Malawi ‘spy machine’ declared Illegal – High Court

The High Court in Blantyre has struck off the roll a case in which two private Malawian citizens dragged Malawi Communications Regulatory Authority (Macra) to court over the implementation of the most feared gadget known as Consolidated ICT Regulatory Management System known as  ‘spy machine.’

In the landmark verdict, Justice Healey Potani observed that basing on facts brought before the court, he is strongly convinced the CIRMS has the potential of being abused to eavesdrop telecommunication conversation without the user’s knowledge.

The judge further observed that suspicions are rife of reasons behind Macra’s insistence to implement the gadget he says has capacity to tap on phone conversations.

Nsaliwa: MACRA boss who bought the spy machine

“From the facts, there is also the potential and apprehension of the capabilities of the CIRMS being abused to eavesdrop on telecommunication traffic.

“The impression and implication of the above assertion is that the CIRMS can be set up in such a manner that would make it capable of tapping the content telecommunications traffic. One would tend to wonder, justifiably with suspicion, why the respondent would opt to use a system or gadget that has great potential of abuse,” ruled Potani.

He also bashed the communications regulator that any limitations on the right to privacy are not recognized by international human rights standards.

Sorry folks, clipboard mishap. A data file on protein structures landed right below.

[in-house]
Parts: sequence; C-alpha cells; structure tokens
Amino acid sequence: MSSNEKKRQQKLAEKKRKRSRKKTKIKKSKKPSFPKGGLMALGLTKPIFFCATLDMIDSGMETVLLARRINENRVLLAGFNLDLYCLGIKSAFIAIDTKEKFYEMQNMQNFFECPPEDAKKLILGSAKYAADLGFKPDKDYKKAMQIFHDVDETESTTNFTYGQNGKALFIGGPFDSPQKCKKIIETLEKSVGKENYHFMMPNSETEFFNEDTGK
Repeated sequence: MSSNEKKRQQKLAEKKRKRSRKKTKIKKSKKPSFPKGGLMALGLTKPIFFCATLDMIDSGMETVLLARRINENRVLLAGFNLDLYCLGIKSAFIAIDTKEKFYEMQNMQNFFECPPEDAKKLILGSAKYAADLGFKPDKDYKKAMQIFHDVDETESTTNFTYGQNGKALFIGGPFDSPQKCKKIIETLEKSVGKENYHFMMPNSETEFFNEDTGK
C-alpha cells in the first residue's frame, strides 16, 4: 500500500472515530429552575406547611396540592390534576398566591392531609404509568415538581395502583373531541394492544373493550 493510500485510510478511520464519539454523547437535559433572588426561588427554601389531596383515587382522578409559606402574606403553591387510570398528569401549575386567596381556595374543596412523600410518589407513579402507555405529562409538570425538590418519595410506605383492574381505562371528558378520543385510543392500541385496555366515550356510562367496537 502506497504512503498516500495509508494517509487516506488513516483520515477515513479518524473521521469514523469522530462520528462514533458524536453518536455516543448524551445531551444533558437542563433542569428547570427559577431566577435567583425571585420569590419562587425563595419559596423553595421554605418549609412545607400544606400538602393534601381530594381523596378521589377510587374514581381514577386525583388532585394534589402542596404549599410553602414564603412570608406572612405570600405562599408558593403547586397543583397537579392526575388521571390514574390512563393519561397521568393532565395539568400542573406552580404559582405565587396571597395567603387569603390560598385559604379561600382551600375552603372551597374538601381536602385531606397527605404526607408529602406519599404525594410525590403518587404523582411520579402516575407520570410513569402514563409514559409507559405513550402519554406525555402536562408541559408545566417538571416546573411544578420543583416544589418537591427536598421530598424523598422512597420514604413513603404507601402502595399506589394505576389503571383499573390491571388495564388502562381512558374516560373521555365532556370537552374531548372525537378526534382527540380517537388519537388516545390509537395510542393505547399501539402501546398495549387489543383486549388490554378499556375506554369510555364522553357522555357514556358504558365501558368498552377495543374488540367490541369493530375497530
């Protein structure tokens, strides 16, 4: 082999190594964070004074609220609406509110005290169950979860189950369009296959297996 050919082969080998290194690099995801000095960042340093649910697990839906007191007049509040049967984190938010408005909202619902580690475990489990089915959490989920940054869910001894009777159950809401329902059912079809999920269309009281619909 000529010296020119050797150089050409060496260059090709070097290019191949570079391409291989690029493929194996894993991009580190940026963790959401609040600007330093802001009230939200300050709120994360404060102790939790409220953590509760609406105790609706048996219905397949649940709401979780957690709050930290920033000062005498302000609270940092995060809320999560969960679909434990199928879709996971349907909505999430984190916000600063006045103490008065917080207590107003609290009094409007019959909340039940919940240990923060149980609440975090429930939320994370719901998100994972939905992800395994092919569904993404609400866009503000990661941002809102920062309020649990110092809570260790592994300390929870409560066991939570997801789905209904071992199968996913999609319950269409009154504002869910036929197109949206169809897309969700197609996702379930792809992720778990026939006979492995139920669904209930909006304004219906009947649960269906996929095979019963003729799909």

“The reliefs sought by the applicants are therefore granted and accordingly it is ordered that an order akin to certiorari should issue quashing the respondent’s (Macra) decisions complained of and it is declared that the respondent has no mandate, powers or jurisdiction to implement its decision and therefore is prohibited and restrained from implementing the decisions,” Justice Potani concluded in a judgment delivered on Friday.

The two applicants, Hophmally Makande and Eric Sabwera sought legal redress on the matter in their capacity as mobile phone users and had argued to the court through their attorney Lusungu Gondwe of Ralph & Arnolds that they feared for their privacy in an event the spy machine is implemented.

Meanwhile, in a post-court ruling interview, Gondwe told Nyasa Times the decision to quash implementation of the spy machine is victory to the country.

“It’s been a marathon case but at the end of the day I’m glad that the judge saw it wise to protect the dignity of Malawians, the ruling is victory to human rights and democracy in our country,” said a jubilant looking Gondwe.

Macra was being represented by Kalekeni Kaphale and it still remains to be seen if he is going to appeal the verdict.

The spy machine was the centre of altercation between late Bingu wa Mutharika’s regime on one hand and opposition parties and civil society groups on the other.

Macra, which has denied allegations that it intends to use the machine for spying purposes, is reported to have spent a heinous $6.8 million in purchasing the machine under the leadership of the organisation’s CEO Charles Nsaliwa.

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